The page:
Maziar Bahari on Press TV Ofcom fine
Jo Glanville: Maziar Bahari on Press TV Ofcom fine
02 Dec 11

After four months of deliberation, Ofcom has fined Press TV £100,000 for broadcasting its interview with the journalist and filmmaker Maziar Bahari in 2009. In October, Press TV was reporting that it was in danger of losing its licence, bizarrely blaming the threat on the royal family. Instead, just as the UK faces a crisis in its diplomatic relations with Iran, following the attack on the Tehran embassy this week, it receives a hefty fine. Considering the serious nature of its breach and the feverish circumstances, it seems a relatively mild punishment. The BBC was fined £150,000 after the Brand-Ross debacle.

The broadcaster faced sanctions following its broadcast while Maziar Bahari was being held in Evin Prison. Bahari had been detained for 118 days following the elections that summer, which he was reporting for Newsweek. He was held in solitary confinement, subjected to beatings and forced confessions, and accused of spying and threatened with the death penalty. Index on Censorship took part in an international campaign for his release.

The interview was filmed in prison, under extreme duress and without Maziar Bahari’s consent. Nor were the circumstances in which the interview was conducted made clear to viewers. In July, Ofcom judged Press TV’s conduct to be “serious and deliberate” breaches of its code, describing the broadcast as an “unwarranted infringement of Mr Bahari’s privacy”. The regulator observed that Press TV had failed to obtain Maziar Bahari’s consent “while he was in a sensitive situation and vulnerable state”.

“If this was just a personal issue I would not have bothered pursuing it,” Maziar Bahari told Index. “But it is something that happens to other people on a daily basis. I have friends who were arrested in Iran and they are forced to make televised confessions on different channels. Unfortunately we cannot lodge a complaint against other channels of the Iranian government, so that’s what motivated me to do it.”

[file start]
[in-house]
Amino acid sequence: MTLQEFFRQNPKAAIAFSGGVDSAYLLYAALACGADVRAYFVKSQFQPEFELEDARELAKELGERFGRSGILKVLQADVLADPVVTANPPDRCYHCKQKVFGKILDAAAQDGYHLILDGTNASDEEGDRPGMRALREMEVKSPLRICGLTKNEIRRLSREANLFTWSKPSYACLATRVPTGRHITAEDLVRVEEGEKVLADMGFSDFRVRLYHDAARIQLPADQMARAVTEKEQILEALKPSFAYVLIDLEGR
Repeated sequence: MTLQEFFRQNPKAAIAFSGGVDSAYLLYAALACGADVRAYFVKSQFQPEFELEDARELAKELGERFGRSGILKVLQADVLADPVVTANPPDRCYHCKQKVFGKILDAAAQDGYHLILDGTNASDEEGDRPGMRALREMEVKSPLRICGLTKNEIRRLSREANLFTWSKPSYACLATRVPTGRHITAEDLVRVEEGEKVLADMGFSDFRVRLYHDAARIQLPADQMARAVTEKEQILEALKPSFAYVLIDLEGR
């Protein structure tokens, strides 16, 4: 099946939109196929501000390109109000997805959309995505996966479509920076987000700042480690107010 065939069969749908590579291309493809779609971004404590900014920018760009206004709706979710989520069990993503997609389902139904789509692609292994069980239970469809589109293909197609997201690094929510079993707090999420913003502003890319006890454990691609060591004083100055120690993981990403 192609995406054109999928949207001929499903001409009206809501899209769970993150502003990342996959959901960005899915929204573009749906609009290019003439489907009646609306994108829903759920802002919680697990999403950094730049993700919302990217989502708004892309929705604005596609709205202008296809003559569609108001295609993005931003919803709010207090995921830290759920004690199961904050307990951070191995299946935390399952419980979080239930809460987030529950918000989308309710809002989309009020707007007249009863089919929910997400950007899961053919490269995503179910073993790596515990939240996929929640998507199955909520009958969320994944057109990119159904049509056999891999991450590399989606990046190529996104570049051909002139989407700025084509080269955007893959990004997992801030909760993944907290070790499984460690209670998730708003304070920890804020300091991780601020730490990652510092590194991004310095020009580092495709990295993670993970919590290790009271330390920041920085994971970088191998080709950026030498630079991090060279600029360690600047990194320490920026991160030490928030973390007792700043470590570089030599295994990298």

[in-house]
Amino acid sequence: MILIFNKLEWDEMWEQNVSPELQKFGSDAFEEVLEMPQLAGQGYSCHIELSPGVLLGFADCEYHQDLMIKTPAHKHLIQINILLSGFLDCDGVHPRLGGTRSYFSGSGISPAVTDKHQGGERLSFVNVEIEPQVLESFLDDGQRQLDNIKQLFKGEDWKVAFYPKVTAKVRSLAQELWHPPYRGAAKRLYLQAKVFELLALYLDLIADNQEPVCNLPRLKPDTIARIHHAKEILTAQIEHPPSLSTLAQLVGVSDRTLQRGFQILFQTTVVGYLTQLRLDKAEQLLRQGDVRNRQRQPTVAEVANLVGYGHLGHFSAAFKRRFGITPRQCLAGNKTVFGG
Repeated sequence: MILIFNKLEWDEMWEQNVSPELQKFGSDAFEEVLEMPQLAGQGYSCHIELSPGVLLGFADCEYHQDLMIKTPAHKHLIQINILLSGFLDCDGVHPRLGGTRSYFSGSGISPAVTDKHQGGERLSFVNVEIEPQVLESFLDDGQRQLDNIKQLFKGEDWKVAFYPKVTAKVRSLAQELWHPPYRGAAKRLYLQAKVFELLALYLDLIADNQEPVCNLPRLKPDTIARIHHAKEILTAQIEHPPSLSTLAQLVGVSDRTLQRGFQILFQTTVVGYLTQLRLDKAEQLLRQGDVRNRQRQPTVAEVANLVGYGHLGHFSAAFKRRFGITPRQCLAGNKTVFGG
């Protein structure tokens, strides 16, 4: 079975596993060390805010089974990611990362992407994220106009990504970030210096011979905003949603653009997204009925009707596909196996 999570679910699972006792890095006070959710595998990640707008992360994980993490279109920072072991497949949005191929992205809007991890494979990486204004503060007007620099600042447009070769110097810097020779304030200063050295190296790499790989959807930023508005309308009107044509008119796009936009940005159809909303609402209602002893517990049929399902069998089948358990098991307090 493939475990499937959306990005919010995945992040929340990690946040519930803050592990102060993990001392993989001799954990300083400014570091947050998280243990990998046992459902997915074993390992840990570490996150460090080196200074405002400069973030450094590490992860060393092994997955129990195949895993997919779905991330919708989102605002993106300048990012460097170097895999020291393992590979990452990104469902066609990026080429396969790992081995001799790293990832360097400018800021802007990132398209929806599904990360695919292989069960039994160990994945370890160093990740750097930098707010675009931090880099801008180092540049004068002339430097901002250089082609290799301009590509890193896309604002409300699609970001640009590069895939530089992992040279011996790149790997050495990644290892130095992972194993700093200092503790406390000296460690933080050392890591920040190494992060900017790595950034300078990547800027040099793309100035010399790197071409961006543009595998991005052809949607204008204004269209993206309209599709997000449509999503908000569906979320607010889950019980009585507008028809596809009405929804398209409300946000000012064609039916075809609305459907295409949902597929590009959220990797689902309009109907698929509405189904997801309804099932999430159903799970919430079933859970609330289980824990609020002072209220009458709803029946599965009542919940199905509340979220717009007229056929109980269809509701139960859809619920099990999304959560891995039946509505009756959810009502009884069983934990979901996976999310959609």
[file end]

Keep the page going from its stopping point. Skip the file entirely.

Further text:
Maziar Bahari had hoped that Ofcom would deprive Press TV of its licence to broadcast on Sky cable. However he believes that the fine, along with Ofcom’s demand that Press TV’s head office in Tehran, rather than London, should be in control of its licence to broadcast, will have a significant impact on its future in the UK.

“I think Press TV will be under a lot of pressure,” he said. “It will either be shut down or will have to modify its programmes.”

The Communications Act 2003 requires that a licence is held by the body that is in effective control of the TV service. While Ofcom was deliberating on sanctions, evidence came to light that it was the Tehran office that was in effective control of broadcasts rather than the London-based body that holds the Ofcom licence. Press TV now has 35 days to bring the service back into compliance by applying to transfer the licence to the correct body.

“Press TV always said ‘it’s not us, we’re just the programme makers’,” says Maziar Bahari. ‘This move denies them that excuse.”

By Jo Glanville

Jo Glanville is editor of Looking for an enemy: eight essays on antisemitism (Short Books) and Qissat: short stories by Palestinian women (Telegram/Saqi Books). She is a former editor of Index on Censorship.